Many factors have affected, and continue to affect, the development of America’s health care facility infrastructure. Key factors include:
A large segment of today’s health care facility infrastructure portfolio can trace its history to the 1946 Hill-Burton Free and Reduced-Cost Health Care Act, which provided federal grants and guaranteed loans for communities to build hospitals.
Government efforts to enhance safety and to protect and improve health play an important role in new construction.
Government reimbursement policies
Health care organizations rely on Medicare, Medicaid and other government reimbursement for much of their revenue, and private payers often follow the lead of Medicare when setting reimbursement policies. Given that these funds are tied to following the Conditions of Participation that often govern building codes, trends in government reimbursement policy affect health care construction.
Hospitals require large amounts of energy because they operate around the clock, require advanced medical equipment and must meet strict construction requirements aimed at protecting vulnerable patients. Becoming energy efficient can save hospitals significant money and reduce pollution. In addition, hospitals built with environmental concerns in mind often produce less toxic construction waste and consume less water.
Sometimes catastrophic events affect hospital construction. For example, after the 1994 Northridge earthquake in California caused 23 hospitals to suspend some, or all, of their services, the California legislature passed SB 1953, which requires hospitals to meet strict construction standards designed to keep them operational after an earthquake.
Technology has affected construction in numerous ways. For example, new hospitals are built to accommodate robust networking and communications technology, which reduces space requirements needed for record storage, especially with the increasingly standardized reliance on electronic health record systems. Technology also affects decisions regarding renovation. The design of physician office buildings also is affected by technological advancements.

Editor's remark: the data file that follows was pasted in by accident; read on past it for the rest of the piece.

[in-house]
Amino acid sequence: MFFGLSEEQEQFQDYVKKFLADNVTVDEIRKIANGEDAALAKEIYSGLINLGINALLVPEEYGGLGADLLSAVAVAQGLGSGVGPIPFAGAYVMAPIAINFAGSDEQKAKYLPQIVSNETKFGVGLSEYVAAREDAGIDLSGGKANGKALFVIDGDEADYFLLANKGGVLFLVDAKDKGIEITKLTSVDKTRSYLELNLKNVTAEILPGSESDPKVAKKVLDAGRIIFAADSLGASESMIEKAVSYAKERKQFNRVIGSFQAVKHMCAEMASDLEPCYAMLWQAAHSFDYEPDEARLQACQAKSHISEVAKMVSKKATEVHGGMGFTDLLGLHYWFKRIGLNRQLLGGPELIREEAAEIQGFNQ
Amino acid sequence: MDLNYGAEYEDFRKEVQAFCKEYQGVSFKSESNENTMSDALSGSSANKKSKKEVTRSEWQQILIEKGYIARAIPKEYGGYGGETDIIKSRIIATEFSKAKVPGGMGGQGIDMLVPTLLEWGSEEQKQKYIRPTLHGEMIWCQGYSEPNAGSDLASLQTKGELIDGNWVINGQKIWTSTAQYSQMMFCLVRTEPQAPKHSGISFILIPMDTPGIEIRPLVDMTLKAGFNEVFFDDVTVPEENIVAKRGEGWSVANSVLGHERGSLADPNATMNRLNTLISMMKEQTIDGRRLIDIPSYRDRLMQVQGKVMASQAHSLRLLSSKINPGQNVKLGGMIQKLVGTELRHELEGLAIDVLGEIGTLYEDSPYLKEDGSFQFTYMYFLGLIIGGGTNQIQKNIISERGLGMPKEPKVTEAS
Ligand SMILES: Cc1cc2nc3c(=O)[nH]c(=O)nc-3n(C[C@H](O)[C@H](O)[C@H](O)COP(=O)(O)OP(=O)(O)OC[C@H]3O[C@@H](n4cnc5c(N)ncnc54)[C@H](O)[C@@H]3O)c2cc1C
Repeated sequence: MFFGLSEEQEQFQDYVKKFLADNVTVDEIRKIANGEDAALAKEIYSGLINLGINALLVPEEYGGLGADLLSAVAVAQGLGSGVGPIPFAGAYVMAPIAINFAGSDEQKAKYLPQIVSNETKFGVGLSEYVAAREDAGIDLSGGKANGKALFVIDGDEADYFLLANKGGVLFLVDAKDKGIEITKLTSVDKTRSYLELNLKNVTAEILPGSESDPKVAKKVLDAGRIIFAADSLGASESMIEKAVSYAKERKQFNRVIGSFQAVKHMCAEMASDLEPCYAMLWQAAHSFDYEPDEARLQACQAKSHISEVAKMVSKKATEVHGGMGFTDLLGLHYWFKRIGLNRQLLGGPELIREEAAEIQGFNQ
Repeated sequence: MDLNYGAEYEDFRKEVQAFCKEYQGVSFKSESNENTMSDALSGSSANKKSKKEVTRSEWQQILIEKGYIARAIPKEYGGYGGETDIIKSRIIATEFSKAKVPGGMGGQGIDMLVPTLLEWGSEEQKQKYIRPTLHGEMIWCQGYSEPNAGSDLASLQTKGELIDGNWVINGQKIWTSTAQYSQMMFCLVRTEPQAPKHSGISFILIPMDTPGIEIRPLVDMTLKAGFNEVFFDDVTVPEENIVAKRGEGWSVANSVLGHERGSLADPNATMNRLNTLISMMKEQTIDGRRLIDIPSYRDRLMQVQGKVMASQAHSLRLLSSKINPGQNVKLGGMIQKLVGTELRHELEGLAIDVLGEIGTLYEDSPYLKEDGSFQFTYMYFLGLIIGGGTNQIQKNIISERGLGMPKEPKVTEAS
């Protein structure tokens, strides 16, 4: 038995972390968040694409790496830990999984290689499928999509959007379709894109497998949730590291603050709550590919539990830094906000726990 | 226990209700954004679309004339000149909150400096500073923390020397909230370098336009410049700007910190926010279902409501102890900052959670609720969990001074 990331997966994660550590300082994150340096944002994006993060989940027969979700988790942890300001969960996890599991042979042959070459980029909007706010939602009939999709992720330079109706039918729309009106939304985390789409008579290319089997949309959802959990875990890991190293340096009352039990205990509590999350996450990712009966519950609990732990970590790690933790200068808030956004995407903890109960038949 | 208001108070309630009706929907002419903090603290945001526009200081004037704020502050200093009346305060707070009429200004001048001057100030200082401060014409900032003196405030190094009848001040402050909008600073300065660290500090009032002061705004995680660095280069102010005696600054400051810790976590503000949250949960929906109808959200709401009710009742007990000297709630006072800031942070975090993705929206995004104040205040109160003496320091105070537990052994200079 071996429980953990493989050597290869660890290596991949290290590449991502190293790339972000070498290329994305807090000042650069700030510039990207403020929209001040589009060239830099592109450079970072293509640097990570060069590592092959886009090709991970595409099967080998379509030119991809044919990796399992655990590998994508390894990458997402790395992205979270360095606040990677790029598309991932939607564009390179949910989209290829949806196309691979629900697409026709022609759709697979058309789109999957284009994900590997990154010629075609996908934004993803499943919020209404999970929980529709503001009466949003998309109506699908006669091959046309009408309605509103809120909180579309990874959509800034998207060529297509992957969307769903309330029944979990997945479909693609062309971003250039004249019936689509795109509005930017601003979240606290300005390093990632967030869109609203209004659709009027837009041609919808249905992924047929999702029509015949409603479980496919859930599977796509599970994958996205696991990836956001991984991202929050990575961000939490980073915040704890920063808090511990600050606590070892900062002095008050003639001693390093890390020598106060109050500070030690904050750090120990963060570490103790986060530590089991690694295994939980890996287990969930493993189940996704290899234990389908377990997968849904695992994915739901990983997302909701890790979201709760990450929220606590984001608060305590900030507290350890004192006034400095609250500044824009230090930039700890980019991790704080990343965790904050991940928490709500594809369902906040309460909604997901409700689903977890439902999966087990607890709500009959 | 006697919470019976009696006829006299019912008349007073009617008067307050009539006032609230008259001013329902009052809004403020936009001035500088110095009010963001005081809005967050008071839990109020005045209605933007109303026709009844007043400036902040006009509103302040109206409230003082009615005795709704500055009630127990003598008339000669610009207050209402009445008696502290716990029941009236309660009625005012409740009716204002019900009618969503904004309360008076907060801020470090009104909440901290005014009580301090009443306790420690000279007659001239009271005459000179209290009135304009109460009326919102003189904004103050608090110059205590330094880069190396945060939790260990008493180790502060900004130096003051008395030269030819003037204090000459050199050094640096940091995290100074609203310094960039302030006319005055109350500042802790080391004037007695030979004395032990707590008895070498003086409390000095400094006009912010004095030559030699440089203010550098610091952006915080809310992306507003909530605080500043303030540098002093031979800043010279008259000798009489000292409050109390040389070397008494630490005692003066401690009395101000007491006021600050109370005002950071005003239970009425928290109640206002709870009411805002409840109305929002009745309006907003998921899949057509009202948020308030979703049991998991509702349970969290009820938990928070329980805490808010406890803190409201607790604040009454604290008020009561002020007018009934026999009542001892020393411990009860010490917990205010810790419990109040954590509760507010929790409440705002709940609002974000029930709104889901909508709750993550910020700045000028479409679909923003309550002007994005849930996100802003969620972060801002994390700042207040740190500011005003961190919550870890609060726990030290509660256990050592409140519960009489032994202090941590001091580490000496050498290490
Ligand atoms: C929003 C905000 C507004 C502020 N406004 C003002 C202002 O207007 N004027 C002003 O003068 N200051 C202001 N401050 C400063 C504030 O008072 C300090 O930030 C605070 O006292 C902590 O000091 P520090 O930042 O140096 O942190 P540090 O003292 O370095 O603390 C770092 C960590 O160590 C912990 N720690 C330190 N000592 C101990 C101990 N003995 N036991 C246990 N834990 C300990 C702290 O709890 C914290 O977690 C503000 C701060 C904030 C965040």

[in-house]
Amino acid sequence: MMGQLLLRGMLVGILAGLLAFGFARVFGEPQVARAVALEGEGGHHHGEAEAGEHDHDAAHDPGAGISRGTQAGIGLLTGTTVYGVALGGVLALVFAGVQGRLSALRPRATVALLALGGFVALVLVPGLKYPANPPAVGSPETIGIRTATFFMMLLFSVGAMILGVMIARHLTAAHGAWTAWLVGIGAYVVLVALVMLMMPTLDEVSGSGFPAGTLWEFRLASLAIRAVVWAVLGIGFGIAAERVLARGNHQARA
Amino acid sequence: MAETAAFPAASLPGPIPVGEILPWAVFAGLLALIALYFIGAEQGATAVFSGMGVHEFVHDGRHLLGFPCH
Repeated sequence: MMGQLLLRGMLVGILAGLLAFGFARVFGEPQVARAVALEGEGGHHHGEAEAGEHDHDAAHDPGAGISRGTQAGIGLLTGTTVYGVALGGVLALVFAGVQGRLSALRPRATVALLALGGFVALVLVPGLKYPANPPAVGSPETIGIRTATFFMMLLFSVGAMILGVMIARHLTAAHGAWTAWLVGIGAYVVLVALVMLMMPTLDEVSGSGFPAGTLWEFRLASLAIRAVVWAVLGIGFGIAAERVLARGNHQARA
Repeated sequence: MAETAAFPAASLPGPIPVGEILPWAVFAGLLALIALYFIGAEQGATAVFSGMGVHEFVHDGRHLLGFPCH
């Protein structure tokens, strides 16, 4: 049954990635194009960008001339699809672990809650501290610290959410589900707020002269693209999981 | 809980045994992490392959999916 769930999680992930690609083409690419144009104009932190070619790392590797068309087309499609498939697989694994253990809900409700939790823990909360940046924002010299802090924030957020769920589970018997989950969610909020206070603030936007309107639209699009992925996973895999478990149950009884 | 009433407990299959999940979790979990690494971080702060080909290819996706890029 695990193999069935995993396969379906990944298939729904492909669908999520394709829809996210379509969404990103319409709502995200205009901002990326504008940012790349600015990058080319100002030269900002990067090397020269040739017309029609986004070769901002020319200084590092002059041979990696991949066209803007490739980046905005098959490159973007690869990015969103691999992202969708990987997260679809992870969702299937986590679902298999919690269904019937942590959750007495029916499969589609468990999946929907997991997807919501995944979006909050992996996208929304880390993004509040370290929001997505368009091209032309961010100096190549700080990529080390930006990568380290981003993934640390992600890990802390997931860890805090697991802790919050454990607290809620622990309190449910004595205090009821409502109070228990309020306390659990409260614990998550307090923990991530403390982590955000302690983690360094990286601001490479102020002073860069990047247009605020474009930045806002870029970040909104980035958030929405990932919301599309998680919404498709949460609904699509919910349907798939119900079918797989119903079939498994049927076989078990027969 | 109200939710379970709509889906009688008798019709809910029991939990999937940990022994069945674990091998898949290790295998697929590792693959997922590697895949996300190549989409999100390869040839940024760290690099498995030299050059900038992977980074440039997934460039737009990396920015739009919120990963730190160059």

The economy plays a key role in shaping health care infrastructure. Good economic conditions drove new health care facility construction to a peak of 24.9 million square feet in 2008; the recession in following years significantly slowed construction, with only the most critical health care projects moving forward. The construction market has started to recover. However, new construction is only part of the story — maintenance projects often struggle to compete for capital that otherwise could be used for new facilities and equipment.
Health care delivery trends
Among the many health care delivery trends that have affected infrastructure is the move toward patient-centered care. This move has resulted in the design of safer hospitals that promote healing through the purposeful provision of more natural light, improved air quality, reduced noise and easier patient navigation.
Don D. King, CHFM, BEP, president, Donald King Consulting; Chad Beebe, AIA, FASHE, deputy executive director, ASHE; Joan Suchomel, AIA, ACHA, EDAC, senior vice president, Cannon Design; Peter Bardwell, FAIA, FACHA, principal, BARDWELL+associates LLC; Vincent Della Donna, AIA, ACHA, principal, Healthcare Architect; and Lisa Walt, Ph.D., senior analyst, advocacy, ASHE